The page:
Beacon Hill lawmakers face intense opposition from one of the state's largest law enforcement associations as they work to quickly complete sweeping police reform legislation.
Leaders of the Massachusetts Chiefs of Police Association slammed both the House and Senate versions of the bills on Tuesday, arguing the bills are advancing too quickly and without sufficient input from police.
Hampden Police Chief Jeff Farnsworth, who serves as the association's president, said at a Tuesday press conference that the legislation is "nothing more than a knee-jerk reaction to the events happening hundreds of miles away from here."
"These bills are not a response to any current situation in Massachusetts," Farnsworth said. "These bills are being used to make a political statement. They do not address issues in Massachusetts. If the Legislature believes that there are these types of issues in Massachusetts, they need to reach out to their law enforcement leaders and point them out to us and discuss them with us to come to some type of equitable bill that will address both the safety of our residents and any perceived issues."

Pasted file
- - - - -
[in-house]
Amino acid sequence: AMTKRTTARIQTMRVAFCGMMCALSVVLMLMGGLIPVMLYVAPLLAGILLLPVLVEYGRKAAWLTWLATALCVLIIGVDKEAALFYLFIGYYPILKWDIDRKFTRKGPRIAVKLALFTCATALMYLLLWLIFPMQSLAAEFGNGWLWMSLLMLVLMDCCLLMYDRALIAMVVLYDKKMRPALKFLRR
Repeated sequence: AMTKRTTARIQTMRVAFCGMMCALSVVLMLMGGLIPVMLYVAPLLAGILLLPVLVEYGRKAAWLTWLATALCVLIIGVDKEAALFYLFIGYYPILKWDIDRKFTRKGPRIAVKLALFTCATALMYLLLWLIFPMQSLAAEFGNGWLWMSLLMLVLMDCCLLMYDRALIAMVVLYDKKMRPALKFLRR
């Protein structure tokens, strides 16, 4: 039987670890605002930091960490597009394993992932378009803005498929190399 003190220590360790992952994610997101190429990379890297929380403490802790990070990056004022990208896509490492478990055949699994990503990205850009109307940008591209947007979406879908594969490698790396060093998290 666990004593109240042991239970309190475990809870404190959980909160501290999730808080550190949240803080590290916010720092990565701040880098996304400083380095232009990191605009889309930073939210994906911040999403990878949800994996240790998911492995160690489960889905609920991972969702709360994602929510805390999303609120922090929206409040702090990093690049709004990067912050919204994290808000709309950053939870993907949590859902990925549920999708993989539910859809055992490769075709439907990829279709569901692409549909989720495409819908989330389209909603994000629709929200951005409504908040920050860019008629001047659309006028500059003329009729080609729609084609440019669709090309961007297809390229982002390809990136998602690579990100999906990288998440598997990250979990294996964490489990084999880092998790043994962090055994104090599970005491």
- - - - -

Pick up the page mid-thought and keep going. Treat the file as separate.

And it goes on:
The House plans to take up its bill Wednesday and debate could spill over into Thursday. Last week, the Senate approved its version after a marathon 16-hour session.